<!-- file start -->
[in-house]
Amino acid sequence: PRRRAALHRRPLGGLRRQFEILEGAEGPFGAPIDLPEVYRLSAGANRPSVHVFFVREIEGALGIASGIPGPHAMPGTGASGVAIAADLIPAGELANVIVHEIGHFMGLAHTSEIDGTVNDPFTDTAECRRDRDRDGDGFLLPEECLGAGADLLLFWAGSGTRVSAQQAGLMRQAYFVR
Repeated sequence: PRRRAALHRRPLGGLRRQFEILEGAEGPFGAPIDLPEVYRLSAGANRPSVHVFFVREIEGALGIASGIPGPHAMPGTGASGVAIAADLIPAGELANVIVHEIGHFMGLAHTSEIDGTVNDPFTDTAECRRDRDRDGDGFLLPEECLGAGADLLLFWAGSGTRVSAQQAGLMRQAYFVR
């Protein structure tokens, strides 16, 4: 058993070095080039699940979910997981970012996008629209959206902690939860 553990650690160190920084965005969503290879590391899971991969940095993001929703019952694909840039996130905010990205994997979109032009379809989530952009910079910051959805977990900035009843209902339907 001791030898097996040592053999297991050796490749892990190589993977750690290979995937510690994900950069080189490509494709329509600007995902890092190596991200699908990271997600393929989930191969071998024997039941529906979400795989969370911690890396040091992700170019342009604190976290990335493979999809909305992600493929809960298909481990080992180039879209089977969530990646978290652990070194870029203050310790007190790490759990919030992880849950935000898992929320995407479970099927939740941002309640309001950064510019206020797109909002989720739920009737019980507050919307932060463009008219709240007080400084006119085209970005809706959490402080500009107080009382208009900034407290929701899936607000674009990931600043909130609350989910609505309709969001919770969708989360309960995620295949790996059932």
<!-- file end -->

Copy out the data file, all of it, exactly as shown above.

[in-house]
Amino acid sequence: PRRRAALHRRPLGGLRRQFEILEGAEGPFGAPIDLPEVYRLSAGANRPSVHVFFVREIEGALGIASGIPGPHAMPGTGASGVAIAADLIPAGELANVIVHEIGHFMGLAHTSEIDGTVNDPFTDTAECRRDRDRDGDGFLLPEECLGAGADLLLFWAGSGTRVSAQQAGLMRQAYFVR
Repeated sequence: PRRRAALHRRPLGGLRRQFEILEGAEGPFGAPIDLPEVYRLSAGANRPSVHVFFVREIEGALGIASGIPGPHAMPGTGASGVAIAADLIPAGELANVIVHEIGHFMGLAHTSEIDGTVNDPFTDTAECRRDRDRDGDGFLLPEECLGAGADLLLFWAGSGTRVSAQQAGLMRQAYFVR
């Protein structure tokens, strides 16, 4: 058993070095080039699940979910997981970012996008629209959206902690939860 553990650690160190920084965005969503290879590391899971991969940095993001929703019952694909840039996130905010990205994997979109032009379809989530952009910079910051959805977990900035009843209902339907 001791030898097996040592053999297991050796490749892990190589993977750690290979995937510690994900950069080189490509494709329509600007995902890092190596991200699908990271997600393929989930191969071998024997039941529906979400795989969370911690890396040091992700170019342009604190976290990335493979999809909305992600493929809960298909481990080992180039879209089977969530990646978290652990070194870029203050310790007190790490759990919030992880849950935000898992929320995407479970099927939740941002309640309001950064510019206020797109909002989720739920009737019980507050919307932060463009008219709240007080400084006119085209970005809706959490402080500009107080009382208009900034407290929701899936607000674009990931600043909130609350989910609505309709969001919770969708989360309960995620295949790996059932």